Strike action from Pacific National drivers is reportedly forcing freight onto the roads in Victoria, while a waterfront dispute at Port Botany has reportedly halted rail freight at the major Sydney port.
According to the ABC, an ongoing dispute between Pacific National and drivers represented by the Rail Tram and Bus Union has worsened in recent days.
The operator has reportedly responded to a two-day driver strike by locking out workers for the whole week.
Ken Wakefield, managing director of trucking company Wakefield Transport, reportedly told the ABC his company had put on an additional 634 trips this week to carry freight usually put on rail.
He reportedly said the unusual surge in demand was costing his company more than it was worth.
“It’s costing us hundreds of thousands of dollars. It’s crippling us,” he was quoted as saying.
“We’ve had to bring resources in from the capital cities to be able to meet the demand for road freight. At this stage that cost is being absorbed by the business. We are hoping that the RTBU negotiate with Pacific National and get to a satisfactory outcome early.”
RTBU representative Marc Marotta claims PN is asking workers to take pay cuts of as much as $19,000 per annum, according to the ABC.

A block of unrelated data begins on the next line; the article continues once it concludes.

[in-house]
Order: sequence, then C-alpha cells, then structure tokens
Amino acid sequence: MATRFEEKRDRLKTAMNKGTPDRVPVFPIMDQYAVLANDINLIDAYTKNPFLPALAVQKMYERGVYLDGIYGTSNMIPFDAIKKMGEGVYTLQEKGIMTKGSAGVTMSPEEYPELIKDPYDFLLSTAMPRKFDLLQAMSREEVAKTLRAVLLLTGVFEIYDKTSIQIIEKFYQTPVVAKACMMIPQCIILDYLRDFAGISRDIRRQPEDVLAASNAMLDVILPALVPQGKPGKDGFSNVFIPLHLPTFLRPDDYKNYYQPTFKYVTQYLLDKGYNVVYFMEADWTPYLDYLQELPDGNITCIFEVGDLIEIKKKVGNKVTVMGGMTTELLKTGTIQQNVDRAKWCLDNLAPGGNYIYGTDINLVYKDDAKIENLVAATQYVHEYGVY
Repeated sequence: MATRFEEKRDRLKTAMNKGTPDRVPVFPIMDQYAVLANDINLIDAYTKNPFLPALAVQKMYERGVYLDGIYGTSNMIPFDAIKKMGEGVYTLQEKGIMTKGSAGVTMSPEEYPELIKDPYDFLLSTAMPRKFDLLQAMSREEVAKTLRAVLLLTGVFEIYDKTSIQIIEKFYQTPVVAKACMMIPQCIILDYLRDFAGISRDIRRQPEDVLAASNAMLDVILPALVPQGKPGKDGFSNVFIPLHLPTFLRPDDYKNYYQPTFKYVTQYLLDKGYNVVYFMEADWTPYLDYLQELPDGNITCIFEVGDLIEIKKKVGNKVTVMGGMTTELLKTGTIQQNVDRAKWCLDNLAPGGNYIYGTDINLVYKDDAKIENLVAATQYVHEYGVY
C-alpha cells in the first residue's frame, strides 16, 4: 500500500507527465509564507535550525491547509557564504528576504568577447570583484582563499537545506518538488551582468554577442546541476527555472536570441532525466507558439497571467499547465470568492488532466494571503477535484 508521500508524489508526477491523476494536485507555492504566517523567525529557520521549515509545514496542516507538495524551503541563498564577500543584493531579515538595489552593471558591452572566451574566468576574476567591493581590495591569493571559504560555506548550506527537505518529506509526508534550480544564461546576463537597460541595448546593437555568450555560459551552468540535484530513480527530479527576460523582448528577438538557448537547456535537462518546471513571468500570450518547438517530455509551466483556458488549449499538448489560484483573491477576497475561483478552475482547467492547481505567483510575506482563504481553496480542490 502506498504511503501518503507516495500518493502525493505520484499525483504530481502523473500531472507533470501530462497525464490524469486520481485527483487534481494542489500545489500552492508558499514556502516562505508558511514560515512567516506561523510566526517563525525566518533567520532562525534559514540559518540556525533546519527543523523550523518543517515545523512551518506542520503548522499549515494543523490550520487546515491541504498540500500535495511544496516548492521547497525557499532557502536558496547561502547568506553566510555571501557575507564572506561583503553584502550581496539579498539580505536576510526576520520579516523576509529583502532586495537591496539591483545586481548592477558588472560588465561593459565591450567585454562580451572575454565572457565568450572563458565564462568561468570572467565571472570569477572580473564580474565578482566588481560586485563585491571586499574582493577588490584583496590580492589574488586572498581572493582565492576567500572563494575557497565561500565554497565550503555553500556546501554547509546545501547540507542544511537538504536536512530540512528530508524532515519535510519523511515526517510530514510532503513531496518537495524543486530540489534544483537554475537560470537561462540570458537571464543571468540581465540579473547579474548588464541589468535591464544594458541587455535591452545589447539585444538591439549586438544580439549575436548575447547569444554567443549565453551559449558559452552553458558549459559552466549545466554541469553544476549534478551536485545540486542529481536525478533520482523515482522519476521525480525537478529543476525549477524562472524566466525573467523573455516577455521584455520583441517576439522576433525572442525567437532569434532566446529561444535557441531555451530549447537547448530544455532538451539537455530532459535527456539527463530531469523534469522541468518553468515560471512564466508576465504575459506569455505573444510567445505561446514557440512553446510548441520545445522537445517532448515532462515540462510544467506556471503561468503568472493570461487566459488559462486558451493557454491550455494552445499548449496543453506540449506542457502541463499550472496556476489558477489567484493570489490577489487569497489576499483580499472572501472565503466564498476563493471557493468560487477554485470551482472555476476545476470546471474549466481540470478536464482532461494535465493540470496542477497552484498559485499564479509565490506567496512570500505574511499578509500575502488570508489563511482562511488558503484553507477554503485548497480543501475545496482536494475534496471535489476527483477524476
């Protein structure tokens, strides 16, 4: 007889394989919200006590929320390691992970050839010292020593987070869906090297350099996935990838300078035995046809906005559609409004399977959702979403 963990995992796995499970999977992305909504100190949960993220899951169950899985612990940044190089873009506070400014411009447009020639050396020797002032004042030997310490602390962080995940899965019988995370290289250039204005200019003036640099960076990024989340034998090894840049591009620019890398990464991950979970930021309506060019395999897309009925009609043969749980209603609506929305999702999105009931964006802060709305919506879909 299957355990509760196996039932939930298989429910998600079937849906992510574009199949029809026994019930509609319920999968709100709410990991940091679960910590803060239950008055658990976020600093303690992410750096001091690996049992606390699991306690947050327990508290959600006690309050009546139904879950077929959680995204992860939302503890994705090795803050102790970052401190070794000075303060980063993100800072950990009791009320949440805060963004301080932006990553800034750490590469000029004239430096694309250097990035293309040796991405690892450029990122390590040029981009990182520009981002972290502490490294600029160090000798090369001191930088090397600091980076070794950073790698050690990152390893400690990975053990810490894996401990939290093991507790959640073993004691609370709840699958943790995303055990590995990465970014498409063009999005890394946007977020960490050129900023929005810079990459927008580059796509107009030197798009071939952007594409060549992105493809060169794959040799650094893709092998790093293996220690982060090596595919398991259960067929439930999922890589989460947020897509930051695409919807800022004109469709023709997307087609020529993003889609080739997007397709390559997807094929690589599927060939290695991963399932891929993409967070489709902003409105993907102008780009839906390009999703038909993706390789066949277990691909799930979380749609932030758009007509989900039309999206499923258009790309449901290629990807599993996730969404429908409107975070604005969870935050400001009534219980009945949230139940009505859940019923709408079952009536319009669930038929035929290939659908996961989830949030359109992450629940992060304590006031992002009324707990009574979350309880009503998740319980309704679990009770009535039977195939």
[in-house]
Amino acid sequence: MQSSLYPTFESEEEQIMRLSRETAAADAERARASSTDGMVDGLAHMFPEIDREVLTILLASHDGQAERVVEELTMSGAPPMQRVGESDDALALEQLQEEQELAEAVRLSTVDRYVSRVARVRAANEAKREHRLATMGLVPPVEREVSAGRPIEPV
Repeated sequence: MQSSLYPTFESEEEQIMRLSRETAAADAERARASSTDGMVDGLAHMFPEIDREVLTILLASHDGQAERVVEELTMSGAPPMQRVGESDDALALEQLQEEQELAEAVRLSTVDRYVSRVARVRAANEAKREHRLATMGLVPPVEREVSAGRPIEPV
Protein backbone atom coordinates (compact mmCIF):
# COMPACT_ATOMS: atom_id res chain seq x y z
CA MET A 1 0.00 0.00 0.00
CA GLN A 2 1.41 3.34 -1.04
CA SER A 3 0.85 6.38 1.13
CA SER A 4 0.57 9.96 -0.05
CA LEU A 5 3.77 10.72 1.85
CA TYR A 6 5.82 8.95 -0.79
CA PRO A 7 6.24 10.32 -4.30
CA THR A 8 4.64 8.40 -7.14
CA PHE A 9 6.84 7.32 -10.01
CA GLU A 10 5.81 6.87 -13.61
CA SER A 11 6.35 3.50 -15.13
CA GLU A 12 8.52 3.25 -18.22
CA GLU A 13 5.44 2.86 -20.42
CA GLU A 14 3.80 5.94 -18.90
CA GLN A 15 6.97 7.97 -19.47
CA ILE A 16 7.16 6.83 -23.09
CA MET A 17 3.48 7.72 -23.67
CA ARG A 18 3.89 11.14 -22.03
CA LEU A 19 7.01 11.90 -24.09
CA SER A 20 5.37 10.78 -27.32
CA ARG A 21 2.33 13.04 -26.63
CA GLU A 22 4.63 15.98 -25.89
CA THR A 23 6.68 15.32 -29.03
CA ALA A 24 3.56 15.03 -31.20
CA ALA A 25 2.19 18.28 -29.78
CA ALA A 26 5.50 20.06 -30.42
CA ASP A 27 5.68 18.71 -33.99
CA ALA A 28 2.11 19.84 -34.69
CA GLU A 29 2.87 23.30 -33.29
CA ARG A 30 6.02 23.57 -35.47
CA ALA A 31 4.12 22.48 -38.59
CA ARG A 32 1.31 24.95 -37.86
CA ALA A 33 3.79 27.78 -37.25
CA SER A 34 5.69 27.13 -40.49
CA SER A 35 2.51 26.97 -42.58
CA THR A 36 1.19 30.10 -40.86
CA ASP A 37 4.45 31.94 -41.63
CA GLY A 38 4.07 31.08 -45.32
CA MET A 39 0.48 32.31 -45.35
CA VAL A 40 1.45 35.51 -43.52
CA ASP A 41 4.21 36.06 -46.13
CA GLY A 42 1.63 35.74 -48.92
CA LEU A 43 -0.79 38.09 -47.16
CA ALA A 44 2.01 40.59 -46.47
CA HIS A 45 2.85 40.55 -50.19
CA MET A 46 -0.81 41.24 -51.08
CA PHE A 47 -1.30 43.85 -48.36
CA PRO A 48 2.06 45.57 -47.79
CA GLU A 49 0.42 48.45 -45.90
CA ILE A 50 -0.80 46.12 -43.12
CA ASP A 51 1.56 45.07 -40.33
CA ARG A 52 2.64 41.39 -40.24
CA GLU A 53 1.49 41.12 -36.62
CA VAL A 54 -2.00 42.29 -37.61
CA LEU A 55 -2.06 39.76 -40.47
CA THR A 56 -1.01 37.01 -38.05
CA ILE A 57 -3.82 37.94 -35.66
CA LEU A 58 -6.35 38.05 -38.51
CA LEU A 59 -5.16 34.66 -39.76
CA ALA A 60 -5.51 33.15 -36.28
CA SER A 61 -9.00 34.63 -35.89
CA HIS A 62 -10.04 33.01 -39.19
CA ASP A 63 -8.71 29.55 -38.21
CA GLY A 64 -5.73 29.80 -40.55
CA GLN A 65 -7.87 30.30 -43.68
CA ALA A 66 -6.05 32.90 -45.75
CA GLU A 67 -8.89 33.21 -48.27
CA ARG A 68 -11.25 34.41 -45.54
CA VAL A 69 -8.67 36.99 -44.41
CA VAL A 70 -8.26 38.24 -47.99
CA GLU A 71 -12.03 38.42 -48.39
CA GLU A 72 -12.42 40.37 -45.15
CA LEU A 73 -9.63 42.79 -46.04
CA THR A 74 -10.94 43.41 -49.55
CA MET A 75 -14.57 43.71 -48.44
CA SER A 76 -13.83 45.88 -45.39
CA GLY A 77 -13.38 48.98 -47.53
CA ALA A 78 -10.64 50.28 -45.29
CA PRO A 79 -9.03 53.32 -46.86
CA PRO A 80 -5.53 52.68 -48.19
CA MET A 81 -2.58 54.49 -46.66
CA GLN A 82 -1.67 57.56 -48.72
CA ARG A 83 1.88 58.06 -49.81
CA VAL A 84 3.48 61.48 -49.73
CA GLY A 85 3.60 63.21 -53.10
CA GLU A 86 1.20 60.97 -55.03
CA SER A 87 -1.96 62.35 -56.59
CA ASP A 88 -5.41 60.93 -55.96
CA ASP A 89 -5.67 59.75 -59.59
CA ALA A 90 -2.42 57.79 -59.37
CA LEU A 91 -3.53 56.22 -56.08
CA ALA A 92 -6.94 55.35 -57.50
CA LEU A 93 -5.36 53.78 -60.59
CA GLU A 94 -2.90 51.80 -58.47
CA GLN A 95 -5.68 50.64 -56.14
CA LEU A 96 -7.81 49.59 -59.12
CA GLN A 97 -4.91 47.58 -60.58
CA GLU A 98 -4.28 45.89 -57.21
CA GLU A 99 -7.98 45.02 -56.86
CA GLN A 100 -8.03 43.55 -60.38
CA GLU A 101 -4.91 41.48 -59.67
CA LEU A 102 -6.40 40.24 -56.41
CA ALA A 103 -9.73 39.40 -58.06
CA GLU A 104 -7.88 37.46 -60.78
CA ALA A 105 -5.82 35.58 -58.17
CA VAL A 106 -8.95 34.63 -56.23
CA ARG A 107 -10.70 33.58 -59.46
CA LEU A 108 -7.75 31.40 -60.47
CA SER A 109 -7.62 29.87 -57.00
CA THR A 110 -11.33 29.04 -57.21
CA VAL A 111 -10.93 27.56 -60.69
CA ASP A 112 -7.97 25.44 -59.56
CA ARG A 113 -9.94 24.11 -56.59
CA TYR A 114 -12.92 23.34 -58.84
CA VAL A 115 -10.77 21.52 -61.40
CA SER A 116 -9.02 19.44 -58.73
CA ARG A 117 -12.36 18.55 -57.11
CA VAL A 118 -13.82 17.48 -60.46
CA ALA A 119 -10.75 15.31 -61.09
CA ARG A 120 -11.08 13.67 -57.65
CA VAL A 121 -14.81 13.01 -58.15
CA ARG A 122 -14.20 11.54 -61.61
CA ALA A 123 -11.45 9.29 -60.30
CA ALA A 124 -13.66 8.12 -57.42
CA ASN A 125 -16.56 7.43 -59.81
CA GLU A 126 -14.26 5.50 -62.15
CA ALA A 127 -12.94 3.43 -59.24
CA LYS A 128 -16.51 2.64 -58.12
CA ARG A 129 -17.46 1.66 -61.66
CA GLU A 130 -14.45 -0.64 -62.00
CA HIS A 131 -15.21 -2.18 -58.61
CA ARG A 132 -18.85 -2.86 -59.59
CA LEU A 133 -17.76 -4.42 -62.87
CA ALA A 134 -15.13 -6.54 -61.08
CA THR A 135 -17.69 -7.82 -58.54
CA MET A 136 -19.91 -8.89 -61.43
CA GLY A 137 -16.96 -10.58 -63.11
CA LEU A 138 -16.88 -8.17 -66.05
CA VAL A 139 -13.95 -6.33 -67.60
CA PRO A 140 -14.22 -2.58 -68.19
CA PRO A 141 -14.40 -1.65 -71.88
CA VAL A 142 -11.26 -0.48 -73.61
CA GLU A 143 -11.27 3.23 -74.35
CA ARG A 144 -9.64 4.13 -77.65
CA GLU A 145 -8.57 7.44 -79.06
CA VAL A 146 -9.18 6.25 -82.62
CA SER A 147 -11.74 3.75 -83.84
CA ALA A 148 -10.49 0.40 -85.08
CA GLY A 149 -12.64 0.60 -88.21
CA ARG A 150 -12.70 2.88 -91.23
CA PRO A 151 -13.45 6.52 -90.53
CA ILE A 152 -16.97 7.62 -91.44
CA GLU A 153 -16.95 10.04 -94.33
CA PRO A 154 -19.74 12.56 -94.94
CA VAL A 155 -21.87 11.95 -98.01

He also reportedly said common-sense travel conditions were also under threat.
“Now [PN] says you will start and finish up to 120 [kilometres] away, you will get yourself to those locations at your own expense, and on your own time, and then travel home after an 11-hour shift another couple of hours’ drive to go home,” he was quoted by the ABC.
“That’s just unheard of.”
Meanwhile, PN’s former housemate, Patrick – the stevedoring firm which also used to be owned by Asciano before that firm was broken up and sold off last year – is dealing with its own industrial dispute, according to more reports.
The AFR this week reported all rail freight to and from Patrick’s terminal at Port Botany was at a stand-still, as workers refused to service trains.
Patrick reportedly says workers are in defiance of Fair Work Commission and Federal Court orders. But the Maritime Union of Australia claims the stevedore is in the wrong.
Patrick recently leased out a part of its Port Botany site not covered by an MUA agreement, to new half-owner, Qube Logistics, for use as an empty container yard, according to multiple sources.
But the union says Patrick is simply engaging in dirty tactics to get work done at the port with a non-unionised workforce.
Steve Cotton, head of the International Transport Workers’ Federation, spoke in support of the MUA’s cause this week.
“The ITF has become aware of a number of disputes in your Port Botany terminal, including outsourcing rail work, and the decision by Patrick Stevedores to sub lease an area inside the terminal to their owners Qube-Brookfield to carry out work performed traditionally by Australian wharfies,” Cotton’s open letter to Patrick states.
“This includes forklift, reachstacker, clerical, and foreman duties. This decision is not supported by the ACTU and we support the Maritime Union of Australia in their struggle in support of wharfies and maritime workers.”